Asset-Based Initiatives Grow Communities
Jun 07, 2016 02:13AM ● Published by Melanie Heisinger
In communities around the country, utilizing existing
natural resources—including trails—has boosted economic development without the
need to reinvent the wheel, so to speak.
Vermont’s Kingdom Trails, a system linked across 60 contiguous landowner properties, which contributed close to $5 million to the local economy in 2012 in a corner of the state that is devoid of other economic drivers, and the average wage is just over $30,000. “By 2014, the number of mountain biking visitors had climbed to 69,000, which contributed close to $7 million in economic impact, and the numbers are climbing,” said Kuhns.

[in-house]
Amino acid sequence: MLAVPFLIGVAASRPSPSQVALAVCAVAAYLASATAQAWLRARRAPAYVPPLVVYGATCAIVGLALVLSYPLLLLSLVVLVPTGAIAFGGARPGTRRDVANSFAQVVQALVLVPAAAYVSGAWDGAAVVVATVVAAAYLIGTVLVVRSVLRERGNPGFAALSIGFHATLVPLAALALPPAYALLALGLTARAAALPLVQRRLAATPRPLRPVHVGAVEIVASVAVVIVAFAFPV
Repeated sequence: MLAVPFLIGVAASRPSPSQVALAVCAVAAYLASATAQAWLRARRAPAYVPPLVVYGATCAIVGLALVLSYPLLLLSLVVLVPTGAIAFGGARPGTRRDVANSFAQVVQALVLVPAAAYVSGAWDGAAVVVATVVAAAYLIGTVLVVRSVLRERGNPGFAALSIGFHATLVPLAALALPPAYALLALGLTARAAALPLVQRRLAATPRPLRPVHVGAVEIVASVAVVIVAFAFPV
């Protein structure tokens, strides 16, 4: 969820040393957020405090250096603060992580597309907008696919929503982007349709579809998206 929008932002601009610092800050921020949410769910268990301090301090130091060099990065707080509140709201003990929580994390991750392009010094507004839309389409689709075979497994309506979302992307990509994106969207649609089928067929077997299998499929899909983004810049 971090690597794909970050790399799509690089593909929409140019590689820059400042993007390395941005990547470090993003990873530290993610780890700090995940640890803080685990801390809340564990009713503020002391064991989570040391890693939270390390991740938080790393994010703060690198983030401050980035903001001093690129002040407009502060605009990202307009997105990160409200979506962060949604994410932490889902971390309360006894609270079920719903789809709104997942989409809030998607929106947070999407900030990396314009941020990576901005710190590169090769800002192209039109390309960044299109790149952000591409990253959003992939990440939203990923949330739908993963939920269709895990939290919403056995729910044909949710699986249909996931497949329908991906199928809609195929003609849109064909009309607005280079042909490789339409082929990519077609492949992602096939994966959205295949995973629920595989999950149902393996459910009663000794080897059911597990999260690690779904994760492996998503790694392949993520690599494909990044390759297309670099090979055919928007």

Success stories can also be found closer to home.
The Allegrippis Trails at Lake Raystown are credited with driving at least $750,000 per year into the Huntingdon area, and extending tourism at Raystown Lake by two months. “Those trails cost about $1 million to develop, but have repaid that investment many times over,” added Kuhns.
Read more in our article Economic Development: The Logic of Funding Asset-Based Initiatives.